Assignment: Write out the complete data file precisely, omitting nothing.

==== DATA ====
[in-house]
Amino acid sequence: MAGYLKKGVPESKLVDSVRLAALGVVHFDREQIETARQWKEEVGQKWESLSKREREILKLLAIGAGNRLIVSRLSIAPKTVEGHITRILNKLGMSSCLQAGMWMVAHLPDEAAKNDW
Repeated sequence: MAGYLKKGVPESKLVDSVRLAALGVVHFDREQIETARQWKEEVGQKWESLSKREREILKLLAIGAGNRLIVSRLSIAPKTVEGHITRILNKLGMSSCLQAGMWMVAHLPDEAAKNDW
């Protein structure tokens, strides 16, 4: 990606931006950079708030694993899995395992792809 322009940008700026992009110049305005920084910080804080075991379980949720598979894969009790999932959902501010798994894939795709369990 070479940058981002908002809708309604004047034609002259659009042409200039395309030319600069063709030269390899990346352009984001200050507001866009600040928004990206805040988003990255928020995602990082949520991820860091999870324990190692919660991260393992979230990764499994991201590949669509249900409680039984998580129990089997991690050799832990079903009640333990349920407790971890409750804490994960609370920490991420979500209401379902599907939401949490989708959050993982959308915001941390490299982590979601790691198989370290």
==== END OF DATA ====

[in-house]
Amino acid sequence: MAGYLKKGVPESKLVDSVRLAALGVVHFDREQIETARQWKEEVGQKWESLSKREREILKLLAIGAGNRLIVSRLSIAPKTVEGHITRILNKLGMSSCLQAGMWMVAHLPDEAAKNDW
Repeated sequence: MAGYLKKGVPESKLVDSVRLAALGVVHFDREQIETARQWKEEVGQKWESLSKREREILKLLAIGAGNRLIVSRLSIAPKTVEGHITRILNKLGMSSCLQAGMWMVAHLPDEAAKNDW
């Protein structure tokens, strides 16, 4: 990606931006950079708030694993899995395992792809 322009940008700026992009110049305005920084910080804080075991379980949720598979894969009790999932959902501010798994894939795709369990 070479940058981002908002809708309604004047034609002259659009042409200039395309030319600069063709030269390899990346352009984001200050507001866009600040928004990206805040988003990255928020995602990082949520991820860091999870324990190692919660991260393992979230990764499994991201590949669509249900409680039984998580129990089997991690050799832990079903009640333990349920407790971890409750804490994960609370920490991420979500209401379902599907939401949490989708959050993982959308915001941390490299982590979601790691198989370290």